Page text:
Twelve pups is the average litter size and the birth weight is 57g. Most kits have a poor rate of survival. During food scarcity, the stronger kits feed on the weak siblings and sometimes the parents abandon the young kits too. Wolves, eagles and grizzly bears also prey on the young kits. The weaning is over in the fourth week, while adulthood is reached at the tenth month.

The population can undergo a ten or even twenty fold increase and also a hundred percent reduction by the end of a particular cycle. The decline in numbers forces them to migrate to greener areas. Though in captivity foxes can live up to 15 years, this is not the case in the wild. Predation, human hunting and harsh survival conditions lead to a high mortality rate.

Arctic Fox Facts

The arctic fox is the solitary land mammal seen in Iceland, probably due to the migration during the ice age. The population of arctic foxes is dependent on the prey population, especially the voles and lemmings. The arctic fox is becoming extinct and giving way to the more dominant red fox.

This is due to the climate changes, when the camouflage factor of the lighter coat is reduced by the decreasing snow cover. The red foxes usually kill the arctic foxes and the kits in areas where their presence is overlapped. Now red fox is the top predator in the area.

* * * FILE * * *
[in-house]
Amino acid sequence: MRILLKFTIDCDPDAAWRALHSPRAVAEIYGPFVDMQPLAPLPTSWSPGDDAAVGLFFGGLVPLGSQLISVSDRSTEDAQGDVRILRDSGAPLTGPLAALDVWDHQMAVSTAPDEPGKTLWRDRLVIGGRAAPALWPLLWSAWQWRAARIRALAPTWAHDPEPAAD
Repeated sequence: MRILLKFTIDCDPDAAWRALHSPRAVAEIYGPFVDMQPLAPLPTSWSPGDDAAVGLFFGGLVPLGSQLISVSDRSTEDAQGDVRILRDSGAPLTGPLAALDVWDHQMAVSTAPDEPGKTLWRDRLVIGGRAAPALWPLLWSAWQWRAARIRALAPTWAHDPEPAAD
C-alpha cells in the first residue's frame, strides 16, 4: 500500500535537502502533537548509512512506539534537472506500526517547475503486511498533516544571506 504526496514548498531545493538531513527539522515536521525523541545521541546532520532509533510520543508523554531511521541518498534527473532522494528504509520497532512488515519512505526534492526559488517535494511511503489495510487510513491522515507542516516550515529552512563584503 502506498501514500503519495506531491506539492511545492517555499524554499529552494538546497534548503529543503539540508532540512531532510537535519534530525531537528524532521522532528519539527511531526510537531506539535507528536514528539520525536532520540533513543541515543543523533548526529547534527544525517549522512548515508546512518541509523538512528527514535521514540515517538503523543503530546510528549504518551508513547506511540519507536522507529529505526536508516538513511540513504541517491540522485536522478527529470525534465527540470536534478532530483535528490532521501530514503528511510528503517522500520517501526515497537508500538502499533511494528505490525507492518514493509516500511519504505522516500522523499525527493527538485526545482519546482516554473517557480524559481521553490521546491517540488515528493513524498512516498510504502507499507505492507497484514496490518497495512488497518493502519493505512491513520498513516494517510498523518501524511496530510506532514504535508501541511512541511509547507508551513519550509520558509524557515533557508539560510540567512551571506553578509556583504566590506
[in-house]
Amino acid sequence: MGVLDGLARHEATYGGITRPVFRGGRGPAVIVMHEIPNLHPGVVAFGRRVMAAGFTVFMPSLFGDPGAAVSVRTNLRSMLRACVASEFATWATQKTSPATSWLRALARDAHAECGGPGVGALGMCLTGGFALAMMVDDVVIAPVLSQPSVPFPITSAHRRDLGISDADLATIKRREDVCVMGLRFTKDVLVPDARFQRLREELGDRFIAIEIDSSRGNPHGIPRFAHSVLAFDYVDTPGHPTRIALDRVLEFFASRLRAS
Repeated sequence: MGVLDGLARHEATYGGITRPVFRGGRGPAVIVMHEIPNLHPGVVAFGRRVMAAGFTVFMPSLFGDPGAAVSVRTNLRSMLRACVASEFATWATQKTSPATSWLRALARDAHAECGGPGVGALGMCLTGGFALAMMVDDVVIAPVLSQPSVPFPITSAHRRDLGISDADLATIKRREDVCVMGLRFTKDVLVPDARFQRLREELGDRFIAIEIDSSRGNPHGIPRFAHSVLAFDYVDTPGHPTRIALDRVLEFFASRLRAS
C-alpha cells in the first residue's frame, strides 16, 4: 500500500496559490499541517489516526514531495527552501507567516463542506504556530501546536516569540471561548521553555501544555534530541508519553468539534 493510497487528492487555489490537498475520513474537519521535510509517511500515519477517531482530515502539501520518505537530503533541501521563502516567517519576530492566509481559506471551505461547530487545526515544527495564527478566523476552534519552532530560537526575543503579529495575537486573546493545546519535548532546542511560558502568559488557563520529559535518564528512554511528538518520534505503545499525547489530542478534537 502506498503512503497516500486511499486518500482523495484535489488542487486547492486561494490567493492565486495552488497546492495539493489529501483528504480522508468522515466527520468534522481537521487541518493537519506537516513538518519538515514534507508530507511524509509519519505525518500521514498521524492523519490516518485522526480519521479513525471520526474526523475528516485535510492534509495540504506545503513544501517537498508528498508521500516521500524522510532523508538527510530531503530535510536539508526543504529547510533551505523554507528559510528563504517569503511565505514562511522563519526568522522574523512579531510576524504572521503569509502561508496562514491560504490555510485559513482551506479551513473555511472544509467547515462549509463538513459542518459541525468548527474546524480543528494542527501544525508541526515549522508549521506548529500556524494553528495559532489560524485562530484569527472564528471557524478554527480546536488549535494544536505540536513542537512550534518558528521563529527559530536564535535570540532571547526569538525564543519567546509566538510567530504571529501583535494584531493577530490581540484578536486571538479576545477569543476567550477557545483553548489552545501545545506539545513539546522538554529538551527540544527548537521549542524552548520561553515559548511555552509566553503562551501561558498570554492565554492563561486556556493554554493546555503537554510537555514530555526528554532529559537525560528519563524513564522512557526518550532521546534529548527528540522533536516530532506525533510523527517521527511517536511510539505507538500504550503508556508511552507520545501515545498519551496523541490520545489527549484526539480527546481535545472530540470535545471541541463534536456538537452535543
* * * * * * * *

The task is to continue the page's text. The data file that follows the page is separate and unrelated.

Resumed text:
Arctic Fox Habitat

Arctic foxes live in the arctic region that include Greenland, Iceland, Alaska, Canada, Russia and other location in the northern hemisphere. It is the only mammal to inhabit Iceland. They live in dens dug on hill sides, cliff sides or on riverbanks. The arctic foxes live in treeless areas at temperatures that range between 76 and 68 degrees Fahrenheit

Pics, Images, Photos and Pictures of The Arctic Fox :

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The adaptations present in the arctic foxes helps them to live in extreme conditions. Studies reveal that the foxes can identify the barks of members and those that do not belong to the family. Barking is their only means of communication. The arctic females are nomadic inside the territory, while the male fox’s range is typically larger than the female.